With thousands of them flocking overseas since the Taliban took control of Afghanistan in mid-August, the movement has renewed its call for former military pilots to stay in the country, seeking to lure them and offer guarantees.
Among the reports that more than 140 Afghan pilots and crews previously trained by the United States have left Tajikistan in a US-mediated evacuation on Tuesday, three months after taking refuge there to escape the control of the Taliban, the chief government spokesman, Zabihullah Mujahid, stressed during a press conference last night the movement will not attack or arrest them. emphasizing that they enjoy the protection provided by the national amnesty law.
No plans to arrest them
“They won’t face any security concerns and there is no plan to arrest them,” he said. He also added: “Pilots, whether they have previously been in the military or civil aviation, can be in the service of their country.”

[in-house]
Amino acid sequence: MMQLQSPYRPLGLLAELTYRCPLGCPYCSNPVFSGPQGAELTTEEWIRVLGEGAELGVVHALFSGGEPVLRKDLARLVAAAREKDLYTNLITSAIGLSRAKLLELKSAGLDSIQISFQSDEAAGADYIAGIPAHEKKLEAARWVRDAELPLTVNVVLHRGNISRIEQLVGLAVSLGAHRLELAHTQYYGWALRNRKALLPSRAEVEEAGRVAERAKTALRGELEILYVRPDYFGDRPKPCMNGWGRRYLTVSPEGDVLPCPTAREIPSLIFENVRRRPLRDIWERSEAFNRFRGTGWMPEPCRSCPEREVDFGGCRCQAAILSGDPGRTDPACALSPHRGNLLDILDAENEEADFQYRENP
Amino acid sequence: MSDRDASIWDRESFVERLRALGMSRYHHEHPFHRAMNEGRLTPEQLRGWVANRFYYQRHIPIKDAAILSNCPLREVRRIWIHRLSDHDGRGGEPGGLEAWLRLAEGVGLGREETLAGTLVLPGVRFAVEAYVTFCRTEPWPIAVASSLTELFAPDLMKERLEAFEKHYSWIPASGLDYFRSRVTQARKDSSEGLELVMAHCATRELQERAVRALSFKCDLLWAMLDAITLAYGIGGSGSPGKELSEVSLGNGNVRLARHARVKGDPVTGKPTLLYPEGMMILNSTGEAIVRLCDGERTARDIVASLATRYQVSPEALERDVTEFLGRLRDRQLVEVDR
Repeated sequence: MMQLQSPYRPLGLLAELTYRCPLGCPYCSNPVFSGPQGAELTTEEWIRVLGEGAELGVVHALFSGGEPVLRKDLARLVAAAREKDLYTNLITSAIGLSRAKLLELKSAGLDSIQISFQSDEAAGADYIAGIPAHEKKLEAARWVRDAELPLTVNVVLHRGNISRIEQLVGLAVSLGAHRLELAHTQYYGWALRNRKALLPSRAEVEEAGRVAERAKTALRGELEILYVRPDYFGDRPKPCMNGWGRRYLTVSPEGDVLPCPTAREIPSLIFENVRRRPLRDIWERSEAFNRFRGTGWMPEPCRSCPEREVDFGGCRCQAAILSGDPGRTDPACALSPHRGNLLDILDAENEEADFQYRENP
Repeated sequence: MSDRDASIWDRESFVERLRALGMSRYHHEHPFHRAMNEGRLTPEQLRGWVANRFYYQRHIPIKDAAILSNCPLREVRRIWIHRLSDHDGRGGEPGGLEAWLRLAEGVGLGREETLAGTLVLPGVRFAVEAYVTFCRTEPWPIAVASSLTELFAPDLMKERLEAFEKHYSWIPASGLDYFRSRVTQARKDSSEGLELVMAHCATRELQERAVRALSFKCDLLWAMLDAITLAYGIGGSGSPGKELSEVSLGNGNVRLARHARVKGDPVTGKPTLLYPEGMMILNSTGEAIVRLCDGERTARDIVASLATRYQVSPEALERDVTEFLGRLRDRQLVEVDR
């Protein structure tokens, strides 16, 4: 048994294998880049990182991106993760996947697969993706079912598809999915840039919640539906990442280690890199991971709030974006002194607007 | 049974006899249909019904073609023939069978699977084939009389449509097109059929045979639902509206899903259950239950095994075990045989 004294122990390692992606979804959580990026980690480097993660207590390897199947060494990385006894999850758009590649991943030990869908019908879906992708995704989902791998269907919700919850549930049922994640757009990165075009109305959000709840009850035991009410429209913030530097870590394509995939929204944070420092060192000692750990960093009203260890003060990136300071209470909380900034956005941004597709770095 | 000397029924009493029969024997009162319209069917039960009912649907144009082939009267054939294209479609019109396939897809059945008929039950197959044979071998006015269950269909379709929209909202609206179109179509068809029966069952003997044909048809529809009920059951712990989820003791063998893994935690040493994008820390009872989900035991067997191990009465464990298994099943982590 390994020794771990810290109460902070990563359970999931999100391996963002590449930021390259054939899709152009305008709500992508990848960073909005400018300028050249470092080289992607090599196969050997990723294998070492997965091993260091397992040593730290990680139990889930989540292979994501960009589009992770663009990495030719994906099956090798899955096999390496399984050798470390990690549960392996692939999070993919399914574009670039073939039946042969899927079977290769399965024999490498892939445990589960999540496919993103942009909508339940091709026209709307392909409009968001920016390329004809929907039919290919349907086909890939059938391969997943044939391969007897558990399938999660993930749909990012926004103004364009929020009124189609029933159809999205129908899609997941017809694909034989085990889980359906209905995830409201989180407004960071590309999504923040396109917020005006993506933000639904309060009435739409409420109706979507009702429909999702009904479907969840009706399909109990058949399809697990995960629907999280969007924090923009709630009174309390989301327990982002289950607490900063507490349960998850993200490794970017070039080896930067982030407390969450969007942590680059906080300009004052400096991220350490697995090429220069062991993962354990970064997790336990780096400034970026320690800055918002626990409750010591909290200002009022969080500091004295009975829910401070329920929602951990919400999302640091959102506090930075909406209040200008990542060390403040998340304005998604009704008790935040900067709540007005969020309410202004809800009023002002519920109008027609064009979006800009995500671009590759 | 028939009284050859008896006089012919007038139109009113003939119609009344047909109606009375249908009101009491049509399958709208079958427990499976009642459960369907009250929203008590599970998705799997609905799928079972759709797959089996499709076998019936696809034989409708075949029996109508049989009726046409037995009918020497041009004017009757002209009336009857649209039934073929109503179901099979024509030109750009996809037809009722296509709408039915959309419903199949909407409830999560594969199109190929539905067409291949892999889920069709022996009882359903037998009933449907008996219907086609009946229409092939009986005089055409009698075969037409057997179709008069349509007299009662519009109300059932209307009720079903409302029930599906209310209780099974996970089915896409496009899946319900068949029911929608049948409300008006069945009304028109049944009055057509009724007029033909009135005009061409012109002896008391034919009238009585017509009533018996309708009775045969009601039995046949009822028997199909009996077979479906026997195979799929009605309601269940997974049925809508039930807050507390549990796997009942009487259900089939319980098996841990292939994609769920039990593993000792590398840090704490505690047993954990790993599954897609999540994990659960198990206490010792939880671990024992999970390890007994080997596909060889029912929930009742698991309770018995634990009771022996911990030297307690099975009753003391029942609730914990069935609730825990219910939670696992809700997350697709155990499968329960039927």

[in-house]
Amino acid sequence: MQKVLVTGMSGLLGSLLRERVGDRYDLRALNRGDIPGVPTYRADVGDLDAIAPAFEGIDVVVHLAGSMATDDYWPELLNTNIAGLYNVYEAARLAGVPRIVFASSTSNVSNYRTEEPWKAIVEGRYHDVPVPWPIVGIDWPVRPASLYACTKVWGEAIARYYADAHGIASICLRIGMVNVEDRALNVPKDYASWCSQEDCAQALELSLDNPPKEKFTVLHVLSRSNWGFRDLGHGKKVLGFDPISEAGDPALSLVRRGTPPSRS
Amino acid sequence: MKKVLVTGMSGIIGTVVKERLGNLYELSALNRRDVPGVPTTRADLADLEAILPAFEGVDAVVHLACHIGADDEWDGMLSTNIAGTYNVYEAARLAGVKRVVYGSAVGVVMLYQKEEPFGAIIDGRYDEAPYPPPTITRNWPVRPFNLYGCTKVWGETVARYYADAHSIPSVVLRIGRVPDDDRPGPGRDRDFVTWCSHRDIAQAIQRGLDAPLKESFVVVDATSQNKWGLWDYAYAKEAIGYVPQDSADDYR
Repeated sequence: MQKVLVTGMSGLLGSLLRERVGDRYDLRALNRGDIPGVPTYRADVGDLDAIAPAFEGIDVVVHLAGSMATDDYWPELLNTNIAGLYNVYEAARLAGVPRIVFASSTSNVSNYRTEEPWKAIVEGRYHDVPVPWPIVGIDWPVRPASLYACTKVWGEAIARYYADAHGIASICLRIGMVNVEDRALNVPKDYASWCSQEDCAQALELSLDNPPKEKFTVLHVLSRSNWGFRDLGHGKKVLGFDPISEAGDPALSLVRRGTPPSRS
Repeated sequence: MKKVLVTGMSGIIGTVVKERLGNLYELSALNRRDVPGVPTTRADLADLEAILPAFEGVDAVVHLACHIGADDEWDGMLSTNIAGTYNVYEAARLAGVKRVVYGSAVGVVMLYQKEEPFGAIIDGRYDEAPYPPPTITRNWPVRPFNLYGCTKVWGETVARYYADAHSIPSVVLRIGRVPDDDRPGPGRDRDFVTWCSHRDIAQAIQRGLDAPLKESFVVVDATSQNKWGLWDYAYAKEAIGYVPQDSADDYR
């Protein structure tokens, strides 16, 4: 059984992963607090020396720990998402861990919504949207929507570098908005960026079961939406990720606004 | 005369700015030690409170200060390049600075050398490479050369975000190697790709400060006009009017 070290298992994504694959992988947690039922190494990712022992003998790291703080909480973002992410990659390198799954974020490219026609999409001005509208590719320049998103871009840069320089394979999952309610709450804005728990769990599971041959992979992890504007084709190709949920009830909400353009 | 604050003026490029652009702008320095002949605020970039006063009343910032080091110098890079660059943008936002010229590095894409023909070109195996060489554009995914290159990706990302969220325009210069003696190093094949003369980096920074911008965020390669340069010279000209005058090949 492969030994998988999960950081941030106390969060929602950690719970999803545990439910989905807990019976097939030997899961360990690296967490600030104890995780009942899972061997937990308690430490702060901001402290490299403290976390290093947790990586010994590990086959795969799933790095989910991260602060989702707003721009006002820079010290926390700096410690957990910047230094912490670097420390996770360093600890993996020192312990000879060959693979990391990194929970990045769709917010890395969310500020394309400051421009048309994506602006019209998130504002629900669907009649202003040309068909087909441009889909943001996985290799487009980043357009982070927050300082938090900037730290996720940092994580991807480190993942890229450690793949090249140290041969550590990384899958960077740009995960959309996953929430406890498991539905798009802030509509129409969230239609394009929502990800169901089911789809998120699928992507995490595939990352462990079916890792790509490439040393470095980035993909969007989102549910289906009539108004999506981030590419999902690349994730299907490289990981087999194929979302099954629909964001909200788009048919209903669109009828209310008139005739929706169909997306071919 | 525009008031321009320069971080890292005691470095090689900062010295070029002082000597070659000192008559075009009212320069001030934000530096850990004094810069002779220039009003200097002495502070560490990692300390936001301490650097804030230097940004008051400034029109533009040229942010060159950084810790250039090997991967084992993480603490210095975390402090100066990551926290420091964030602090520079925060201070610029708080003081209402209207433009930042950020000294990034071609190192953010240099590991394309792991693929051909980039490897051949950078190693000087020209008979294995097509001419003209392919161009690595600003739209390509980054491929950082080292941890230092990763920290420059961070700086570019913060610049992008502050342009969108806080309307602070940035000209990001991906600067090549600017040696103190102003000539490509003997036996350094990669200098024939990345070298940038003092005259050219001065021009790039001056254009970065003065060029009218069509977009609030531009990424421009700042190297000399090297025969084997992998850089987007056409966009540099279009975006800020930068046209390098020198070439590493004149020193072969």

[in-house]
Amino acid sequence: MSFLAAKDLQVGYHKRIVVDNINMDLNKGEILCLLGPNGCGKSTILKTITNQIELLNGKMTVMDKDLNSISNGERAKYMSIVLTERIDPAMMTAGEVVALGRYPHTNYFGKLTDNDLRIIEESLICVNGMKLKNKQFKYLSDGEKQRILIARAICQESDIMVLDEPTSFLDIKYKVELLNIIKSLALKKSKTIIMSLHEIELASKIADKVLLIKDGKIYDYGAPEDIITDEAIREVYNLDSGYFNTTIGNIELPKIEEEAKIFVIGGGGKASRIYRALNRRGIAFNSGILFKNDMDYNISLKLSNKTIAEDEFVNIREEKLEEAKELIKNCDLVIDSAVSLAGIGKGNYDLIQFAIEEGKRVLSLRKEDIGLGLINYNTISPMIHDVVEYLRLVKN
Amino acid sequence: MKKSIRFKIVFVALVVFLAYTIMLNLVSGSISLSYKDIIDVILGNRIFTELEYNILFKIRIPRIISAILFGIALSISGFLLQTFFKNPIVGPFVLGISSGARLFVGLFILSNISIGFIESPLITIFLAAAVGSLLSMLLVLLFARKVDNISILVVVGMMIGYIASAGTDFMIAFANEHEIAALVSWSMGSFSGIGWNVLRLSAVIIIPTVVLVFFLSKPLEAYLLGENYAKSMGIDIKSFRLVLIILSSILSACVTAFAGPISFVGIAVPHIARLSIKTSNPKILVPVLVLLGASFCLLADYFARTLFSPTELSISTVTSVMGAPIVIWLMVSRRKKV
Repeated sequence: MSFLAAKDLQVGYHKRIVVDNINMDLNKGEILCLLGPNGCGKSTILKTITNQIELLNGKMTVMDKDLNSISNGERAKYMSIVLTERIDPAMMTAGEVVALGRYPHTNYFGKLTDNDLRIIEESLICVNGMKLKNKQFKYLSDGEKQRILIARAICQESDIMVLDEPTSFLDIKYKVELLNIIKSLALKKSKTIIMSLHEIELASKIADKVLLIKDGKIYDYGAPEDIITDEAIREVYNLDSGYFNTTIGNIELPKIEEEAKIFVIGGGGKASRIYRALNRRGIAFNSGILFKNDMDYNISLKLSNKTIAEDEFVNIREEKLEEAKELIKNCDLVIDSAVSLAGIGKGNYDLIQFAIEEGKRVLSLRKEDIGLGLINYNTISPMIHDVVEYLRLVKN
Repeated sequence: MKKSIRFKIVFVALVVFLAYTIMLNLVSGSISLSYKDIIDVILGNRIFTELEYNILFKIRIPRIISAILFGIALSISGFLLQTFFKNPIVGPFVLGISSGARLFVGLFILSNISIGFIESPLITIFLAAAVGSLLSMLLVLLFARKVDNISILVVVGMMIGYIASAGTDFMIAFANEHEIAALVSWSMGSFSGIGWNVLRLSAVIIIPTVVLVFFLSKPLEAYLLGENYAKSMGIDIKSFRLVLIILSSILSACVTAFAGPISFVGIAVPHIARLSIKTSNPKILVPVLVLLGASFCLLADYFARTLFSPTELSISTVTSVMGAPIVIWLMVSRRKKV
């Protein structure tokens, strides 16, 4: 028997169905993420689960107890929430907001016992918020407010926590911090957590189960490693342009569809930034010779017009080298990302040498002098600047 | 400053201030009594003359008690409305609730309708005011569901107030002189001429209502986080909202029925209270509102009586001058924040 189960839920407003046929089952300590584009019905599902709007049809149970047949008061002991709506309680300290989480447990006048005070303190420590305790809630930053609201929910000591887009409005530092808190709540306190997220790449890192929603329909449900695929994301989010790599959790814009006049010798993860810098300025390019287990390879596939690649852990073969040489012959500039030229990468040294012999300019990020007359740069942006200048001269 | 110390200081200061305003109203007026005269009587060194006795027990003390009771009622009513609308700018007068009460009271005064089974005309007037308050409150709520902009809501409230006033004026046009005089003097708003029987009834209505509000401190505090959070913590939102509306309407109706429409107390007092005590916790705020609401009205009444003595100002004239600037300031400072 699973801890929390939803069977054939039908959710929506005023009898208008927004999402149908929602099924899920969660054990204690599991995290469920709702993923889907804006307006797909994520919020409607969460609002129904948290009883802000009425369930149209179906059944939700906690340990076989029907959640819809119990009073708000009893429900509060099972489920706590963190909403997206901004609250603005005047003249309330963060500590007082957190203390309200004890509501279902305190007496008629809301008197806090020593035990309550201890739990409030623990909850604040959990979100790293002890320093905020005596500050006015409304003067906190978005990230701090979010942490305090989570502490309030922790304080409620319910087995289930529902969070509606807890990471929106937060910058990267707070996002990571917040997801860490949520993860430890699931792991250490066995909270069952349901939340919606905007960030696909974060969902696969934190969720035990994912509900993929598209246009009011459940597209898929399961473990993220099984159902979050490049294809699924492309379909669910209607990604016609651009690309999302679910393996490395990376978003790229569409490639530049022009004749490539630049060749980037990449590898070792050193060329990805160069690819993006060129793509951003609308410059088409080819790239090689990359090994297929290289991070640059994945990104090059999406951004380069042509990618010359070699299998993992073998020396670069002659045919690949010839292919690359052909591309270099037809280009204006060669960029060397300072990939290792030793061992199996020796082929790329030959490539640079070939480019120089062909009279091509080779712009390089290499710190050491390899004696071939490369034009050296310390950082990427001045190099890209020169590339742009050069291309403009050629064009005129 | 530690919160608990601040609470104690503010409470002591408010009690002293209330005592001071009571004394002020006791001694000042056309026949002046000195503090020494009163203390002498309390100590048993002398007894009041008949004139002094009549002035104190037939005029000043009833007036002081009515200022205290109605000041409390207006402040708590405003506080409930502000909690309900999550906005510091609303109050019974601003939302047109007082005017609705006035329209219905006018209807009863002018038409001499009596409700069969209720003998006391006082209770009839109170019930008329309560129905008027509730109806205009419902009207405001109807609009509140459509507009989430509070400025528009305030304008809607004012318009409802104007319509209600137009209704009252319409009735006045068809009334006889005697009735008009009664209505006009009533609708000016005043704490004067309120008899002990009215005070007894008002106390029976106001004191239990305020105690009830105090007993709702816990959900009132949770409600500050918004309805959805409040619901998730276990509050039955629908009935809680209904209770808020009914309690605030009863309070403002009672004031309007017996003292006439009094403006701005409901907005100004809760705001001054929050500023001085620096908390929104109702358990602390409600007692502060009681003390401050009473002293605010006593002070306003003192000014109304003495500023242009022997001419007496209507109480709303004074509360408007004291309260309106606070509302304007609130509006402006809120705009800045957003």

In addition, he stressed that the country needs its pilots, considering their departure or travel planning a regrettable matter.
Interestingly, Afghan Air Force pilots played a key role, along with their American counterparts, during the 20-year war against Taliban insurgents that ended with the departure of foreign forces in late August.
These air strikes caused heavy losses in the ranks of the extremist movement and forced its members to repeatedly leave the positions they had taken. in different parts of the country.
But when the Afghan government collapsed and the Taliban took over in mid-August, hundreds of pilots fled to Central Asian countries, including Tajikistan and Uzbekistan.
It was not clear how many pilots and military crews were left in Afghanistan, what level of risks they would have faced or how much could the Taliban’s assurances be trusted.
Especially since in the past three months there have been reports of several revenge killings by members of the movement, which have targeted former government employees and activists, as well as members of the police.
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